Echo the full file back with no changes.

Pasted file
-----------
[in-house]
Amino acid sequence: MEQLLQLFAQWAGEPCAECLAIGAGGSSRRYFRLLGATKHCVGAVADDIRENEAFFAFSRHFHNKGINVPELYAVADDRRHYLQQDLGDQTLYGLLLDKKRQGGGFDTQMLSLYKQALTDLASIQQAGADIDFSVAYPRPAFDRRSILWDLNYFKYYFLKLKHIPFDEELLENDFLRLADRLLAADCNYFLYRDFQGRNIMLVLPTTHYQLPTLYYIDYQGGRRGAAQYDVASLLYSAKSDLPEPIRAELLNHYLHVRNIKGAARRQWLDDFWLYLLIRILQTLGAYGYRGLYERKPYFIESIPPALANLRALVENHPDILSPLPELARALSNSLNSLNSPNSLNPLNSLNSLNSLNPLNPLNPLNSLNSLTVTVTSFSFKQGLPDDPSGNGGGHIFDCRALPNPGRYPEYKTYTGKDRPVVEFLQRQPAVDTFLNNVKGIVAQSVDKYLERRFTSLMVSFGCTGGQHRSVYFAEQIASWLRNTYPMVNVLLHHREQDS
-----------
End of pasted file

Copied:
[in-house]
Amino acid sequence: MEQLLQLFAQWAGEPCAECLAIGAGGSSRRYFRLLGATKHCVGAVADDIRENEAFFAFSRHFHNKGINVPELYAVADDRRHYLQQDLGDQTLYGLLLDKKRQGGGFDTQMLSLYKQALTDLASIQQAGADIDFSVAYPRPAFDRRSILWDLNYFKYYFLKLKHIPFDEELLENDFLRLADRLLAADCNYFLYRDFQGRNIMLVLPTTHYQLPTLYYIDYQGGRRGAAQYDVASLLYSAKSDLPEPIRAELLNHYLHVRNIKGAARRQWLDDFWLYLLIRILQTLGAYGYRGLYERKPYFIESIPPALANLRALVENHPDILSPLPELARALSNSLNSLNSPNSLNPLNSLNSLNSLNPLNPLNPLNSLNSLTVTVTSFSFKQGLPDDPSGNGGGHIFDCRALPNPGRYPEYKTYTGKDRPVVEFLQRQPAVDTFLNNVKGIVAQSVDKYLERRFTSLMVSFGCTGGQHRSVYFAEQIASWLRNTYPMVNVLLHHREQDS